The racing ramp-up phase is the feature of parallel branch and bound framework UG. Several parameters compete simultaneously on the ramp-up phase, and its winner is chosen for parallel branch and bound to distribute the nodes. This gives a certain impact on the performance of parallel branch and bound and implemented in several modern MILP parallel solver. On the other hand, machine learning tools, such as the binary classification, are proven to be useful to find good parameters for branch and bound. We discuss how much they are useful for prediction of "winner" in the racing ramp-up phase.
Parallelization of Decomposition Solvers for Stochastic Programming: Software, Algorithms, and Challenges
We discuss our experience with and challenges in developing scalable parallel decomposition solvers for stochastic programming problems, emphasizing the scenario-based progressive hedging (PH) algorithm. Following a brief introduction to our open source PySP software library, we will discuss scalability challenges to date and how we are working to address them – including through the use of asynchronous variants of the core PH algorithm.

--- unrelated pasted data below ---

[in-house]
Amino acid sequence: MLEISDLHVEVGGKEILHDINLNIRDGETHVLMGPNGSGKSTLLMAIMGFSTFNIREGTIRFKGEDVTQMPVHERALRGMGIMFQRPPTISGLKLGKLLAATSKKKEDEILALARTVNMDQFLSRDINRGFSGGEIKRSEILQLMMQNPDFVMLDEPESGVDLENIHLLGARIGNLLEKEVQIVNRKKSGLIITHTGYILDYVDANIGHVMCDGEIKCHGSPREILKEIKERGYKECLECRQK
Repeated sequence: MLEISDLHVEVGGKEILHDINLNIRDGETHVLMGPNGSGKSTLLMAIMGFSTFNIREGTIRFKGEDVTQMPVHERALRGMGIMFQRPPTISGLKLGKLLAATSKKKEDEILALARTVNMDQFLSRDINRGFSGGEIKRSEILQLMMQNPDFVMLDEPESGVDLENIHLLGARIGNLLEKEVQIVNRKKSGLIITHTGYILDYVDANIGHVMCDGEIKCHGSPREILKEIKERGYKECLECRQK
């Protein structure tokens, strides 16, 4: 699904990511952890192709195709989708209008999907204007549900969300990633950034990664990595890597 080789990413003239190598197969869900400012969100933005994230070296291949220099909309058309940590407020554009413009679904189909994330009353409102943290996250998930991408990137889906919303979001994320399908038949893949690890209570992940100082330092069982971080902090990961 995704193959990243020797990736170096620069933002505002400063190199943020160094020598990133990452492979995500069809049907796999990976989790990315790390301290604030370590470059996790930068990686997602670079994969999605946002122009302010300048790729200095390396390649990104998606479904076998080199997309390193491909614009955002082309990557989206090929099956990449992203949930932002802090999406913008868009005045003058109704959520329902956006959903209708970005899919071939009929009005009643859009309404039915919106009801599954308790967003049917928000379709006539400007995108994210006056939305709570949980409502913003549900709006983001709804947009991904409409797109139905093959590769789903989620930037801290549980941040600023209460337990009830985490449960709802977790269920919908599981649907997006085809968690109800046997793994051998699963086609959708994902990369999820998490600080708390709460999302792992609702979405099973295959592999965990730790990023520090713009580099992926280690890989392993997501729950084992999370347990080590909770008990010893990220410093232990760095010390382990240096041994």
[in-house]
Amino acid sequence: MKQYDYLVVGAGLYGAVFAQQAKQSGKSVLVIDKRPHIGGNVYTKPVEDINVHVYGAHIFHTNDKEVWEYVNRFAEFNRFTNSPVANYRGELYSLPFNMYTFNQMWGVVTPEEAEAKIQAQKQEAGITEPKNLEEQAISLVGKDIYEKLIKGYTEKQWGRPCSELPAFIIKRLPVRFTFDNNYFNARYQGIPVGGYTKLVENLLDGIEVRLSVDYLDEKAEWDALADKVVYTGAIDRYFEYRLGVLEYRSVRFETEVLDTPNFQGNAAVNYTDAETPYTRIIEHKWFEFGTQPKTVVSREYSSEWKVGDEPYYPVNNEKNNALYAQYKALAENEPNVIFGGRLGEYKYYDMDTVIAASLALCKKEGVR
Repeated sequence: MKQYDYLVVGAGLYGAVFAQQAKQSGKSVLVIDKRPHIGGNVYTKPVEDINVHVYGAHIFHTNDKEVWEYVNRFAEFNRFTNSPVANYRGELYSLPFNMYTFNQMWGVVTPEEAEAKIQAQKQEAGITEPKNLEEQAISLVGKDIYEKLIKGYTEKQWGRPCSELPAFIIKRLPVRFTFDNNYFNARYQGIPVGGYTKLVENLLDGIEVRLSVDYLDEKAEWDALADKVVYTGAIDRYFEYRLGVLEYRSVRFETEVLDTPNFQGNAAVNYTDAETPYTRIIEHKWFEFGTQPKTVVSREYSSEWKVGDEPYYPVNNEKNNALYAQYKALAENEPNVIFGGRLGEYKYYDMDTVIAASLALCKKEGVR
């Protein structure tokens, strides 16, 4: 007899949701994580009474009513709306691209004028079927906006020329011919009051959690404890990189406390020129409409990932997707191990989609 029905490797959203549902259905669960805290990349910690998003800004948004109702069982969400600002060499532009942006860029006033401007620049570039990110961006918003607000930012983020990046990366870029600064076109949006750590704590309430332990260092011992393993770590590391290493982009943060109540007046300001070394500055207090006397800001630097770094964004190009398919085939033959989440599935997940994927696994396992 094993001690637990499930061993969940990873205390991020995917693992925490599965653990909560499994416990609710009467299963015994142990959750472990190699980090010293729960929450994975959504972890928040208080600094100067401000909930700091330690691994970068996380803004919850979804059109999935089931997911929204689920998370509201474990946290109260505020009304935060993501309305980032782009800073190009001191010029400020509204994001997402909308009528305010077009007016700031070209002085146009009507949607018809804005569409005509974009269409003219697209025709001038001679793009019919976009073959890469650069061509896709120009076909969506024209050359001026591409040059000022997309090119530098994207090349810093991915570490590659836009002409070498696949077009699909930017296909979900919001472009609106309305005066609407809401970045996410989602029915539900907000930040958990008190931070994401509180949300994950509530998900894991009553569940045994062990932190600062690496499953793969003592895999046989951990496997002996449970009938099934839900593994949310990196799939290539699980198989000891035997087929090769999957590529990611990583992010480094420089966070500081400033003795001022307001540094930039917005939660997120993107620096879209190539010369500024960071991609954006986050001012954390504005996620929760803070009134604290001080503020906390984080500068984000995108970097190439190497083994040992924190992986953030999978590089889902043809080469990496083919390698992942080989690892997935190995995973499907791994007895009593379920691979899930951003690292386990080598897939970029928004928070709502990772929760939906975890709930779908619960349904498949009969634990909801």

Co-Authors: David L. Woodruff, Jonathan Eckstein
|15:15||LH||David L. Woodruff||
BBPH - Branch and Bound that uses Progressive Hedging as a sub-problem solver for Solve Multi-Stage Stochastic Mixed Integer Programs
Progressive hedging (PH), though an effective heuristic for stochastic mixed integer programs (MIPs), is not guaranteed convergence in the integer case. Here, we propose BBPH, a branch and bound algorithm that uses PH within each node that, given enough time, will always converge to an optimal solution. Computational results are presented.
Co-authors: Jason Barnett, Jean-Paul Watson
A Scalable Decomposition Approach for Stochastic Mixed-Integer Programs
Stochastic mixed-integer programming (SMIP) is a large-scale optimization problem with continuous and discrete variables. In particular, the number of discrete variables increases with the number of scenarios. We present a dual (scenario) decomposition of stochastic mixed-integer programming, which leads to a parallel algorithm that can run on high performance computing (HPC) clusters. The dual decomposition is based on the Lagrangian relaxation of SMIP with respect to the scenario coupling constraints (i.e., nonanticipativity constraints) and only provides a Lagrangian bound without guarantee to find a primal feasible solution. We develop a scalable branching method on top of the dual decomposition in order to find a global optimum of SMIP. In this talk we will also present numerical results by using SIPLIB test instances on Argonne’s HPC cluster.